infrastructure that enable the recovery of compostable food packaging and food scraps. Learn more about the Center’s work here.

About the Consortium to Reinvent the Retail Bag

The Beyond the Bag Initiative, launched by the Consortium to Reinvent the Retail Bag, aims to identify, pilot and implement viable design solutions and models that more sustainably serve the purpose of the current retail bag. Closed Loop Partners’ Center for the Circular Economy launched the initiative with Founding Partners CVS Health, Target and Walmart. The Kroger Co. joined as Grocery Sector Lead Partner, DICK’S Sporting Goods joined as Sports & Outdoors Sector Lead Partner, Dollar General as Value Sector Lead Partner, TJX as Apparel & Home Goods Sector Lead Partner, and Ulta Beauty as Beauty Sector Lead Partner. Ahold Delhaize USA companies, Albertsons Companies, H-E-B, Hy-Vee, Meijer, Wakefern Food Corp., and Walgreens are Supporting Partners, and Conservation International and Ocean Conservancy serve as Environmental Advisory Partners. Learn more about the Consortium here.

Research and analysis

Transparency & Traceability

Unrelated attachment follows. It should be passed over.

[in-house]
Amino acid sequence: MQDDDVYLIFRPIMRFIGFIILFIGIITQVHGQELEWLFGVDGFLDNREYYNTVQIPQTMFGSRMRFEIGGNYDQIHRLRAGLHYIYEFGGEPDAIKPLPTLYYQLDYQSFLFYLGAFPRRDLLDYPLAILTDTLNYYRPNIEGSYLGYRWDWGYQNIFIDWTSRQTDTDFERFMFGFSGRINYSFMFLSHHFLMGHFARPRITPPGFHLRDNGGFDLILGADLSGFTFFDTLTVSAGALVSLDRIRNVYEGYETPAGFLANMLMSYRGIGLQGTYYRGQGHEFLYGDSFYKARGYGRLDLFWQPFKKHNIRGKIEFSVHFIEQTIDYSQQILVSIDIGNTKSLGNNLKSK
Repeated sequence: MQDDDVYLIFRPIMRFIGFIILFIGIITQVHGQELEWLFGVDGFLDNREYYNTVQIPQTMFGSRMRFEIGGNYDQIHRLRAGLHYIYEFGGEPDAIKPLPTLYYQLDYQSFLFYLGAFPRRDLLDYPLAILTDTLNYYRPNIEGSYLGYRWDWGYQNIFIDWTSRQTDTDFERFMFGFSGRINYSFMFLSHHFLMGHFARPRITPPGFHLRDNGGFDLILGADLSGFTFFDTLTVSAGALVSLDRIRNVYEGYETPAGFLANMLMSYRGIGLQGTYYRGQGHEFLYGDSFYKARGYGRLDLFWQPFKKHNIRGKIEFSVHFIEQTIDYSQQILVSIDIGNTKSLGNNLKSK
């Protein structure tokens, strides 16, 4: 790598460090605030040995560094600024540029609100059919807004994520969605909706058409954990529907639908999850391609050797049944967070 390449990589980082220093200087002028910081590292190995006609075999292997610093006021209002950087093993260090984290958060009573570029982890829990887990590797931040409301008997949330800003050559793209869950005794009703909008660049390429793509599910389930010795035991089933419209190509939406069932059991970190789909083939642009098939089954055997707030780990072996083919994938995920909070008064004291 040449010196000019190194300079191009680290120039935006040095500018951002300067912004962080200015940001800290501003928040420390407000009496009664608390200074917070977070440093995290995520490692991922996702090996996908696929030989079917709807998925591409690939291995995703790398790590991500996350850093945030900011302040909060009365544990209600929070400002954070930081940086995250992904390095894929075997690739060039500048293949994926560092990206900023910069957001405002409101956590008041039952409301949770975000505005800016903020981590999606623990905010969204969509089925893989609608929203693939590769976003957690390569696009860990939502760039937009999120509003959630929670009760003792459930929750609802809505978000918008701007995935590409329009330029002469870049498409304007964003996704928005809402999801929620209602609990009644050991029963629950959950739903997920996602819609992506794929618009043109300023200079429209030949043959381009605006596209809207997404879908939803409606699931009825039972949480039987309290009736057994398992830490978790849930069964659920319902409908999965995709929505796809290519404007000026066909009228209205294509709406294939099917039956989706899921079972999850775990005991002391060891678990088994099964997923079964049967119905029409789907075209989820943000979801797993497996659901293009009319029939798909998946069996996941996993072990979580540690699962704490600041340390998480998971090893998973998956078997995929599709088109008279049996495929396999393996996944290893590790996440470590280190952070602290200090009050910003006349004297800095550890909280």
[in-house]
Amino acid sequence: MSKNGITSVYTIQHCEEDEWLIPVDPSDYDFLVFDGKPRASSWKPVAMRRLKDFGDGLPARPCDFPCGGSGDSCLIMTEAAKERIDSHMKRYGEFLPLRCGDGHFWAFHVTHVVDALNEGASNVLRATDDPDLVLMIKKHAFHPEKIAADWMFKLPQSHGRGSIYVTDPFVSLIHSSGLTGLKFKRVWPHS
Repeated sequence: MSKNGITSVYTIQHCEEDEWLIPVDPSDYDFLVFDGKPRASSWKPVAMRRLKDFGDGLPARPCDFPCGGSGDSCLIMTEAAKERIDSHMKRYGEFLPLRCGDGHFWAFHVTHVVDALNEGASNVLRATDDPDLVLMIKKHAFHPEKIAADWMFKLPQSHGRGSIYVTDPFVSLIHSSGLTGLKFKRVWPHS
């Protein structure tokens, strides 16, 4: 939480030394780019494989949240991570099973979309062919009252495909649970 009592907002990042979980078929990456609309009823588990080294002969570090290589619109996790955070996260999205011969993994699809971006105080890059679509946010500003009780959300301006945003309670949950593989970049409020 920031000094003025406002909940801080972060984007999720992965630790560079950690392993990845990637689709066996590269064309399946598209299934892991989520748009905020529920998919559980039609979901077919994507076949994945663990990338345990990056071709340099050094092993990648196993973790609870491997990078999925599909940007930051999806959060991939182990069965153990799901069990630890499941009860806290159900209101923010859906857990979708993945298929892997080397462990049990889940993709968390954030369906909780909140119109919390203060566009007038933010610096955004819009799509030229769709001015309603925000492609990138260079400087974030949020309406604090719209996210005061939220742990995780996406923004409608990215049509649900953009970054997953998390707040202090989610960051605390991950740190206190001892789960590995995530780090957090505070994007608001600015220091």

Digitizing Global Supply Chains to Unlock the Circular Advantage

Closed Loop Partners’ Ventures Group believes supply chain transparency and product traceability will be a critical enabling technology for the circular economy and an immediate response to the COVID crisis. Tracing supply chains can optimize the flow of materials, better manage inventories, and enable stakeholders to more quickly identify and react to increasing physical supply chain risk. These trends of transparency and traceability are flowing today through the food, consumer products and apparel supply chains, and these trends will increasingly affect every material and commodity. 

In this report, we answer the following key questions:

  • Why are brands and corporations adopting supply chain transparency and product traceability? 
  • Where do transparency and traceability solutions integrate in the supply chain?
  • How do transparency and traceability solutions actually track and trace products? 
  • What needs to be true for transparency and traceability solutions to be successful?


Join us as we work to shape our supply chains to be more resilient, more equitable, and more circular. 

Read the full report

To Package or Not to Package? 3 Critical Steps to Advance Sustainable Food Packaging

By Kate Daly

May 06, 2021